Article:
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Toughie 2143

Toughie No 2143 by proXimal

Hints and tips by Dutch

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BD Rating – Difficulty *****Enjoyment ****

I found this slow going, yet in retrospect everything seems fair enough. I tend to find some proXimal puzzles quite hard, though his last few have been more accessible. Extra enjoyment star for the specific Christmassy mini-theme (9a, 2d, 6d, 16d – any more?). I couldn’t for the life of me see 23d – thank you Gazza.

Definitions are underlined. The hints are intended to nudge you in the right direction, and you can reveal the answers if you wish by clicking on the Click Here buttons. Please leave a comment telling us what you thought.


8a    Determined upon acquiring case from elegant fashion house (8)
BENETTON: A (4,2) expression meaning determined goes around (upon acquiring) the outer letters (case) of elegant

9a    Assembly of characters from East departs, heading for yon stable (6)
STEADY: An anagram (assembly of characters from) of EAST D[eparts] + Y[on]. (abbreviation for departs, heading for yon)

10a    Available on loan (3)
OUT: Two meanings, the first as in released, the second as in not in the library

11a    Smart thing to do before 3’s application? (5-3)
CLEAN-CUT: Split (5,3), this would be a (smart) thing to do before applying the answer to 3d

12a    Disturbance from American on vehicle not starting (6)
RUCKUS: A 2-letter abbreviation for American follows (on, in an across clue) a 5-letter vehicle without the first letter (not starting)

13a    Commonality of petite dominatrix and blonde actress? (8,7)
FEMININE ENDINGS: What do the 4 words petite dominatrix and blonde actress all have grammatically?

15a    Removed scrap by old dog’s dinner (7)
FARRAGO: A word meaning removed or distant, a scrap of material, and the abbreviation for old

18a    On record, estimated height (7)
EVEREST: A 4-letter word meaning ‘on record’ or ‘in history’, as in the hardest puzzle ****, plus the abbreviation for estimated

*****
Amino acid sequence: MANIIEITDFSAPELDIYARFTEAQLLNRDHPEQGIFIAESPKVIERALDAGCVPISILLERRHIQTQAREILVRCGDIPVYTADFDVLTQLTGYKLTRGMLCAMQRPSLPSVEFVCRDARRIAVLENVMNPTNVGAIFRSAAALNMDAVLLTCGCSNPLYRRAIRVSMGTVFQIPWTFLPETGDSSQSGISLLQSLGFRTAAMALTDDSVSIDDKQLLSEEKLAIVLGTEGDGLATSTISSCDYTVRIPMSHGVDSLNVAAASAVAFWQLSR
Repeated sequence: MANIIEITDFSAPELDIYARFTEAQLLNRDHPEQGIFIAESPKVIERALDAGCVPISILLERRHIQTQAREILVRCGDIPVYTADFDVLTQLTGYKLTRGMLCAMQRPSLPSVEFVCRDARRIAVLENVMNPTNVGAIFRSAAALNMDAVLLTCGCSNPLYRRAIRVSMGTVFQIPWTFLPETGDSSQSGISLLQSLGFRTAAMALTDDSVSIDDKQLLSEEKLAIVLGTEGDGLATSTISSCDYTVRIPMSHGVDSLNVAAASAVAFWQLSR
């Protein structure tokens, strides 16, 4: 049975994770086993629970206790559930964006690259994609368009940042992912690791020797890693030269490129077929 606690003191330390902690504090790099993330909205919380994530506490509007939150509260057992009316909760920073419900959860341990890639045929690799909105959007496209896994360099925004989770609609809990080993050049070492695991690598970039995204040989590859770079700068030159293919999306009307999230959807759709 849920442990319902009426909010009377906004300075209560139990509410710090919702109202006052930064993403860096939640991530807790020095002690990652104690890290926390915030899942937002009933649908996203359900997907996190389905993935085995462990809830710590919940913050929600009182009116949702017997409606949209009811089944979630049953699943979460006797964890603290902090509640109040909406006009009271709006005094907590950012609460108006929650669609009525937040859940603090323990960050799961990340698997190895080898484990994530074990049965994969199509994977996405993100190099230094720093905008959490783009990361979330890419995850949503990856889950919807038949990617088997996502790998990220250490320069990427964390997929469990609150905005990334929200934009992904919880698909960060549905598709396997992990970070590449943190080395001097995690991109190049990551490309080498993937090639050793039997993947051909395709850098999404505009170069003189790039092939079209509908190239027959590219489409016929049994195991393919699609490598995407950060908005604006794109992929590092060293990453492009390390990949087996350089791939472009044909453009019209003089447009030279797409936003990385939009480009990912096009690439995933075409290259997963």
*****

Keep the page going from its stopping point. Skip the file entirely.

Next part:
21a    Delegate attendants to grab idiot going round examination areas (10,5)
CONSULTING ROOMS: A delegate of a foreign government plus some stable attendants contain (to grab) the reversal (going round) of a 3-letter idiot

24a    People long gone from property (6)
BEINGS: Remove LONG from the clue from a 10-letter word meaning property or possessions

25a    Give new order to put inside evil thief (8)
CUTPURSE: An anagram (give new order to …) of PUT goes inside an evil typically invoked on another person

26a    Maybe builder’s rear comes out of outfit (3)
TEA: Remove the last letter (rear comes out) from an outfit as in group of people working together

27a    Small Austrian player makes you scoff (6)
SARNIE: The abbreviation for small and the first name of a well-known Austrian film star who tells us “I’ll be back”

28a    Disciplined doctors retired nurses desire (8)
SCOURGED: A reversal (retired) of a shortened form of doctors contains (nurses) another word for desire


1d    Ash for one vessel oddly cut during fabrication (6)
LESLIE: Remove the odd letters (oddly cut) of vessel and place the rest inside (during) a word meaning fabrication or untruth

2d    Regularly seen Noel play; Balthasar’s third one from foreign land (6)
NEPALI: The odd letters (regularly seen in …) of ‘Noel play’, the third letter of Balthazar, and the Roman numeral for one

3d    Dressing remaining on plate’s sloppy and runs (8,7)
STICKING PLASTER: Another word for remaining, an anagram (sloppy) of PLATE’S, and the abbreviation for runs

4d    Bound from south, one hundred to support King Edward (7)
KNOTTED: A reversal (from south, in a down clue) of an informal word for a hundred goes underneath (to support, in a down clue) the abbreviation for king in cards and chess, then a nickname for Edward

5d    Stellar method to set route of tar? (15)
ASTRONAVIGATION: The method a tar uses to sail by the stars

6d    Biblical king with a dodgy past ousted in atmospherical broadcast (8)
MELCHIOR: An anagram (dodgy) of PAST is removed from (ousted in) an anagram (broadcast) of ATMOSPHERICAL

7d    Plug book awards (8)
ADJUDGES: A plug or promotion plus a biblical book

14d    Spoil mother with second of presents (3)
MAR: A short word for mother plus the second letter in presents

16d    Where most of cash goes to make biblical king greater than expected (5,3)
ABOVE PAR: In a down clue, where would you have to place the first three letters (most) of CAS[h] to get the last of the three magi in the mini-theme?

17d    Ringing old relative within break (8)
RESONANT: The abbreviation for old and an informal word for grandmother go within a break or breather

19d Type of rock seen in Table Mountain (3)
EMO: Hidden (seen in …) 

20d    Given unsuitable role, young lady nearly acts badly (7)
MISCAST: The first 3 letters (nearly) of a 4-letter young lady, plus an anagram (badly) of ACTS

22d    Work belonging to us interlaced through the night (6)
OEUVRE: A word meaning ‘belonging to us’ is spliced with, letter for letter (interlaced through) a word meaning night (or sometimes the night before)

23d    One ruminant keeps behind in that group (6)
MUSTER: A person ruminating or thinking contains (keeps) the last letter (behind) of that


I laughed most at the builder. I thought the type of rock was a superb misdirection. I enjoyed 9a with its themed surface. Which clues did you like?

25 comments on “Toughie 2143

  1. I confess to only getting about a third of these. Found it much much harder than Wednesday’s or Thursday’s. Favourite 27a.